The heavens will be bursting with shooting stars this week.
Thursday night into early Friday, the annual Perseid meteor shower is expected to peak with double the normal number of meteors. Scientists call this an outburst, and they say it could reach up to 200 meteors per hour.
Prime viewing should be in the pre-dawn hours of Friday, after the moon sets.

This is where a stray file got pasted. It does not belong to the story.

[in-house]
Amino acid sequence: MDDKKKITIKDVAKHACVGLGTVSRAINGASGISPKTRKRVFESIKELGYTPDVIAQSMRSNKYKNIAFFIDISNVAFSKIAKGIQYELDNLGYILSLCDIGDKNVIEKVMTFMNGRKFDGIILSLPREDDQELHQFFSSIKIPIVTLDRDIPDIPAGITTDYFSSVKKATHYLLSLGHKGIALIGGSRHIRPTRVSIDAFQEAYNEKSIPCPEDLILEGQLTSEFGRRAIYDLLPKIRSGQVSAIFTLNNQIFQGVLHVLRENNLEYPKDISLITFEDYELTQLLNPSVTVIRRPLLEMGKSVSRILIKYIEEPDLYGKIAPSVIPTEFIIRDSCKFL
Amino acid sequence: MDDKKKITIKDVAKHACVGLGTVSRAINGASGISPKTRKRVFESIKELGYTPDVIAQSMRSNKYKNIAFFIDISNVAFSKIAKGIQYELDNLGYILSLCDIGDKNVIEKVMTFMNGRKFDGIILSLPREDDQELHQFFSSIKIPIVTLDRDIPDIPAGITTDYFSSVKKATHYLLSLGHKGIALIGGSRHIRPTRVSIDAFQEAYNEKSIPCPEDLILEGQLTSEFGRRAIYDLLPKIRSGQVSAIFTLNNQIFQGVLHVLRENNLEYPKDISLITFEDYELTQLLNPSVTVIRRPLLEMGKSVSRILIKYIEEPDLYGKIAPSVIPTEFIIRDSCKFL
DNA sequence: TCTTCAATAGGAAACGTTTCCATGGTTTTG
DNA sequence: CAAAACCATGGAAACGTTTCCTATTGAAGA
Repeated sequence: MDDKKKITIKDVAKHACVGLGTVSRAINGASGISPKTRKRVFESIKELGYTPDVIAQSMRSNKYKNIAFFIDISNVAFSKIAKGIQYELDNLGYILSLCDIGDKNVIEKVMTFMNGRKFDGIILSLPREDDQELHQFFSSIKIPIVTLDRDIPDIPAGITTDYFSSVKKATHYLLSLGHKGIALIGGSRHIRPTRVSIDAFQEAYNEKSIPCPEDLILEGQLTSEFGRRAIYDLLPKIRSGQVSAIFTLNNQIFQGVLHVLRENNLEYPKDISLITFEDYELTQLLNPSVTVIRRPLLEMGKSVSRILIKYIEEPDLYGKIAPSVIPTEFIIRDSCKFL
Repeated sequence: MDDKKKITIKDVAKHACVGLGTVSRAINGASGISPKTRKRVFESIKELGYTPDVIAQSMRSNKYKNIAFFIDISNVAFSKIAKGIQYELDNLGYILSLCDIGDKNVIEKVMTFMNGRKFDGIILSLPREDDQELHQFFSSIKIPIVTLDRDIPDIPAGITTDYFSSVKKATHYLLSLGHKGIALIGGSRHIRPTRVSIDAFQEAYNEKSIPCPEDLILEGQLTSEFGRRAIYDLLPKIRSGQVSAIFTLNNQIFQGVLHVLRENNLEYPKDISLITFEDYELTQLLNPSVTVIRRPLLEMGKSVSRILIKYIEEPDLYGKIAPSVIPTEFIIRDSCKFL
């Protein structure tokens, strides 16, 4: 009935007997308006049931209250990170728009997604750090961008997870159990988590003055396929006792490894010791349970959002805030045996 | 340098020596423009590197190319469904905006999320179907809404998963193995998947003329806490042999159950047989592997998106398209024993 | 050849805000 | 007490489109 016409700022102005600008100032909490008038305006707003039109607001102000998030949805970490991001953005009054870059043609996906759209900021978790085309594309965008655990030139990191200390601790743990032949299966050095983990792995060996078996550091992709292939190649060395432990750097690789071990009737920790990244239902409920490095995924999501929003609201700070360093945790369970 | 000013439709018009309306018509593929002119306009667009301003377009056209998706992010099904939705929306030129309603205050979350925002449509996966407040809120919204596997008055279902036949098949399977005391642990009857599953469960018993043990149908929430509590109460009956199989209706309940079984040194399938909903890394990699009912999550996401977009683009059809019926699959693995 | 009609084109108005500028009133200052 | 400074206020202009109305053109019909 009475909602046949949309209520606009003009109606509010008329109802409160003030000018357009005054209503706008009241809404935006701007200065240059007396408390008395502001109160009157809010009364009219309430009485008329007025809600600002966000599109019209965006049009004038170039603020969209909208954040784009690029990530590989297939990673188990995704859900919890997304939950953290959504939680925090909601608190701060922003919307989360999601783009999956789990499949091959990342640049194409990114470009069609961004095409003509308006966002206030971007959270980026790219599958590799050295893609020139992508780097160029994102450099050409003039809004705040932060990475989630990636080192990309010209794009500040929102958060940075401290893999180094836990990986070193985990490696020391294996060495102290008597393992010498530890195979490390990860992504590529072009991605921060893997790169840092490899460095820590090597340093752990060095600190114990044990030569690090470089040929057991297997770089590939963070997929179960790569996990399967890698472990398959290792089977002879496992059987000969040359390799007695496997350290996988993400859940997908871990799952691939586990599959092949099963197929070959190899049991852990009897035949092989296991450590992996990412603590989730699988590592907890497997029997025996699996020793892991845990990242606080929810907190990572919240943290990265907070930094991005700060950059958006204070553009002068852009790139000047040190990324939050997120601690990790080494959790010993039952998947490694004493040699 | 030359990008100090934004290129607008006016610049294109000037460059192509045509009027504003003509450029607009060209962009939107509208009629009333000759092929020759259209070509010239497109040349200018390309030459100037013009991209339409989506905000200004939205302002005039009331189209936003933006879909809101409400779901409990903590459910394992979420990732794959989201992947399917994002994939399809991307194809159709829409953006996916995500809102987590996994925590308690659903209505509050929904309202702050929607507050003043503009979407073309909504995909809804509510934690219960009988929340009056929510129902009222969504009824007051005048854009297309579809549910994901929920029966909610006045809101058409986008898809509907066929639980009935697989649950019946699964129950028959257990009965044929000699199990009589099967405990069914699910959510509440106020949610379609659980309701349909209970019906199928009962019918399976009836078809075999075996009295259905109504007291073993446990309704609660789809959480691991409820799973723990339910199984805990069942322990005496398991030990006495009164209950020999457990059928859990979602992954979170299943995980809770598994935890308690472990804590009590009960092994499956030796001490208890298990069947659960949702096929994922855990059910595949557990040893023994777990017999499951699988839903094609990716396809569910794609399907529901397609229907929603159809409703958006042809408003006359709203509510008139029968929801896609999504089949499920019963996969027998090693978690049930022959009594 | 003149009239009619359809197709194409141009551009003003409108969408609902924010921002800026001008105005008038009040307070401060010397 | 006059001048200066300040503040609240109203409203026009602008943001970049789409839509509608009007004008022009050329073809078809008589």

The last Perseids outburst was in 2009. Thanks to a gravity nudge from Jupiter, debris from comet Swift-Tuttle could stray closer to Earth again. These scattered specks of dust — a trail in the comet’s wake — are what flash as they enter the atmosphere at a mind-blowing 132,000 mph and burn up.
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